It is a bitter sweet moment as we end our month’s long stay in Budapest. We have seen so much more, having spent more time here than most tourists.
Reflecting back on our decision to stay a month we have zero regrets. Little moments, like seeing the same next door neighbor every morning as she was having her morning smoke will be a memory we won’t soon forget. She never smiled, even with a friendly good morning or wave. About halfway into our stay, she would smile and say hello with genuine kindness. I don’t know why she was not friendly as first, but something happened that changed her mind about her “Homeaway” neighbors next door. Maybe that fact that we had no loud, wild parties or debauchery next door might have put us in a better light.
We closed out our last week with a few last minute excursions, but feel like we have done all the major things we set out to do. This week we took a tour of the Hungarian Royal Opera House. Our first week in Budapest included many classical music venues, so we didn’t go to a performance at the Opera house, but opted for a tour instead. The tours are very popular, and when we handed them our ticket that divided us up based on the language we spoke. No Southern English group, so I joined in with the official English group instead. While waiting for our tour to start at the top of the stairs where the English sign was, Clay snapped a photograph of this grumpy looking guy behind the sign.
As you can see from Clay’s photos, it is an amazing building. It was opened in 1884 under the shared responsibility of the Austro-Hungarian Empire. When opened, it became one of the most prestigious musical institutions in Europe. The acoustics are considered to be among the best in the world. It has seating for 1200 people.
Before the tour started we encountered our first and only obnoxious American tourist. After a hello and the obligatory “where are you from”, he immediately launched into a speech about this opera house not comparing well with the Paris Opera House. Both Clay and I were thinking , “we haven’t done the tour yet, so how do you know this?” He then asked us if we had been to the Paris Opera house, with an obvious hint of how cultured he was. (He previously mentioned he had been to lots of other opera houses, and this one just didn’t compare.) Of course he was talking loudly and with that false like “Donald Trump” confidence. I bet he has never been to an opera in his entire life. We just wondered what the Hungarian English tour guide was thinking when he arrived to take us on the tour. Hopefully, he didn’t hear this jerk. And, for your information, the Hungarian Opera House was beautiful!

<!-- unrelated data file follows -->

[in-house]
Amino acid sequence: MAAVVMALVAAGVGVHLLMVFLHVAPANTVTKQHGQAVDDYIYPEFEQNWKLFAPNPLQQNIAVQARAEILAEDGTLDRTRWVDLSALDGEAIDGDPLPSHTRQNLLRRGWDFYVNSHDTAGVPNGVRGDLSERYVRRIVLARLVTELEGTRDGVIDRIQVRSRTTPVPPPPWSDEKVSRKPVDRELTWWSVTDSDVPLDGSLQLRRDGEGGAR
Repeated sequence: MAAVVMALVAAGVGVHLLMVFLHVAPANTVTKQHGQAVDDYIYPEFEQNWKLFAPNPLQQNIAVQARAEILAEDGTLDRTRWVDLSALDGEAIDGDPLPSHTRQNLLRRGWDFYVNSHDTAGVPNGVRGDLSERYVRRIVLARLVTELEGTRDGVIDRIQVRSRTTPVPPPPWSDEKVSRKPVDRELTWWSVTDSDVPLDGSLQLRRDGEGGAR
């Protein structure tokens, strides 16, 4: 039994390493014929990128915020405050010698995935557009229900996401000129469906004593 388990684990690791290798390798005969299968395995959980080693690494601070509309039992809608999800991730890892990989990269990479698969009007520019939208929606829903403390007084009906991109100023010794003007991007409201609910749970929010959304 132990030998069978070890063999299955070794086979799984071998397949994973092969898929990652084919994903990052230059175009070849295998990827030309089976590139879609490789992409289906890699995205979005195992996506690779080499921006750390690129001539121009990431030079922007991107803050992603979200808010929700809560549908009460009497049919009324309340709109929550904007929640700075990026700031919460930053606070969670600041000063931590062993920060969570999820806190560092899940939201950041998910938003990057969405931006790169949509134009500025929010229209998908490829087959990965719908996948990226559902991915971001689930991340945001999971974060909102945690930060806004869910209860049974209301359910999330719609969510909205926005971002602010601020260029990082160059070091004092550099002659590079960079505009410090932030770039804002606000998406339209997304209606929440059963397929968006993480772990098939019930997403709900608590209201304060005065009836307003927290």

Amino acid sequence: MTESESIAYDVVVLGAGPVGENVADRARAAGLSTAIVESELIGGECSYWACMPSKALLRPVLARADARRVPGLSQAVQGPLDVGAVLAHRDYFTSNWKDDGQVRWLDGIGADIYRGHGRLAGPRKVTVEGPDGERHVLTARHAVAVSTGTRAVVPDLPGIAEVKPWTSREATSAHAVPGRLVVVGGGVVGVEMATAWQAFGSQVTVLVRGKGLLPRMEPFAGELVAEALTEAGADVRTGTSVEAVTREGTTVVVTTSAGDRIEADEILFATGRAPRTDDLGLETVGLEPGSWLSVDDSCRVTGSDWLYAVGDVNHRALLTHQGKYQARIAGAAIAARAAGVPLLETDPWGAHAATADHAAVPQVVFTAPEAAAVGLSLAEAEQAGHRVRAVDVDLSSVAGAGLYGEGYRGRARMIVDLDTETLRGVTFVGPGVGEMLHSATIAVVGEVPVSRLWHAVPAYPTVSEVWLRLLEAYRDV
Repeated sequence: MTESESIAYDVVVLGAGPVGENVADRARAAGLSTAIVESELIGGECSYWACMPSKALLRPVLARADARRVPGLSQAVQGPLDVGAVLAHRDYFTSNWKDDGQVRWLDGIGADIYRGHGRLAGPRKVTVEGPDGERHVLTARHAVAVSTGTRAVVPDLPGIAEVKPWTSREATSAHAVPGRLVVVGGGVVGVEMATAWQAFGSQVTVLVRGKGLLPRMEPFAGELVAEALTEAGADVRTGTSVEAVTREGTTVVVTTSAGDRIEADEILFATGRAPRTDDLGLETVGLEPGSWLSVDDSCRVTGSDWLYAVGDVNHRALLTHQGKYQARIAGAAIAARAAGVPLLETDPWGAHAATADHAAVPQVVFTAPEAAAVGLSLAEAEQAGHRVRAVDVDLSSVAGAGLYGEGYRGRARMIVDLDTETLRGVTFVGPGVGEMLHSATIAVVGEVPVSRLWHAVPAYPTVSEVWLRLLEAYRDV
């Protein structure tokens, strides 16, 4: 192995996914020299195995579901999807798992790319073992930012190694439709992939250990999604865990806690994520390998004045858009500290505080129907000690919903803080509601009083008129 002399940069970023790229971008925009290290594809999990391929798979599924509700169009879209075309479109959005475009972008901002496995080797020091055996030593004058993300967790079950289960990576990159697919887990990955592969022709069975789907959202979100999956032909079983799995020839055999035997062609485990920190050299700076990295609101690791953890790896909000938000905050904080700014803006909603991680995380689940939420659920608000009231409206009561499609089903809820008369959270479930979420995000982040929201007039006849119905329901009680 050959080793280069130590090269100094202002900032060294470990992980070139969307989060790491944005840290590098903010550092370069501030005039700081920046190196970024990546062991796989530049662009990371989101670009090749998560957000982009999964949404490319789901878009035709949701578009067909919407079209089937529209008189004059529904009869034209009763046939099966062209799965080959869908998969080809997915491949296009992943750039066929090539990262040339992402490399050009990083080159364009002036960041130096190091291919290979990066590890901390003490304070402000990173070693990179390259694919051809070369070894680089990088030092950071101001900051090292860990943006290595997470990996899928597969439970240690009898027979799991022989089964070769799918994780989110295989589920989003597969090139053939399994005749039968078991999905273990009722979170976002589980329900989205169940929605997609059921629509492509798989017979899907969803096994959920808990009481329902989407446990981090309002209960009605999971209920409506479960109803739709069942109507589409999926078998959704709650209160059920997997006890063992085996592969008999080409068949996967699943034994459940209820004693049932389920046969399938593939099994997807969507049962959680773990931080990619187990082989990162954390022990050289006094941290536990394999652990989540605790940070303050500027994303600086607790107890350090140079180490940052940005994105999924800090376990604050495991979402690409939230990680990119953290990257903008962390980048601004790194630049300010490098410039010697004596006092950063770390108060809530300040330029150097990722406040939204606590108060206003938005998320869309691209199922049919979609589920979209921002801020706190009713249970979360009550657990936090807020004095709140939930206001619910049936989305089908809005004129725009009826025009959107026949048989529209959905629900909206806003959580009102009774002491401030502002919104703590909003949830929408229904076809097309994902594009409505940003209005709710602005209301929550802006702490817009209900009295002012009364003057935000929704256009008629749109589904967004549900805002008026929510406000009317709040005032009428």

Day trip to Gödöllő
In honor of Queen Elisabeth of Hungary, I highlighted this section title in purple – her favorite color. Gödöllő is a small town not too far from Budapest. It is only about 30km Northeast of Budapest. It was an easy ride on the metro. The attraction of most interest here to us was to see the magnificent palace where the Emperor of Austria and King of Hungary, Franz Josef, and his beautiful wife, Queen Elisabeth (“Sisi”) had as their summer residence.
Unfortunately we were not allowed to take photos inside the palace, so these pictures are stock photos. We had an English audio guide which was very helpful in understanding why Hungarians love their Queen Elisabeth. Briefly, she was born into Bavarian royalty and married Franz Joseph when she was only 16. After becoming Queen she would often visit Hungary and developed a deep kinship with the people of Hungary. She was instrumental in bringing about the dual monarchy of Austria-Hungary in 1867.
Tragically, she was stabbed to death in 1898 by an anarchist who simply put – “just wanted to kill a member of royalty”. After her death her popularity with the Hungarian people only increased. There are statues of her and numerous sites named after her, including the Elisabeth Bridge, just a 5 minute walk from our apartment here.
On the left is a statue of Queen Elizabeth, with the Elizabeth Bridge in the background. On the right is the Elizabeth Bridge at night, with the Libberty Statue on the hill.
I hope you can see a little bit of why we love Budapest so much. It’s old, it’s new, beautiful and maddening, with its own complicated history. It’s a fascinating place to immerse yourself for a while. Even though we’ve spent a longer time here than most travelers get to do, it still hasn’t been long enough.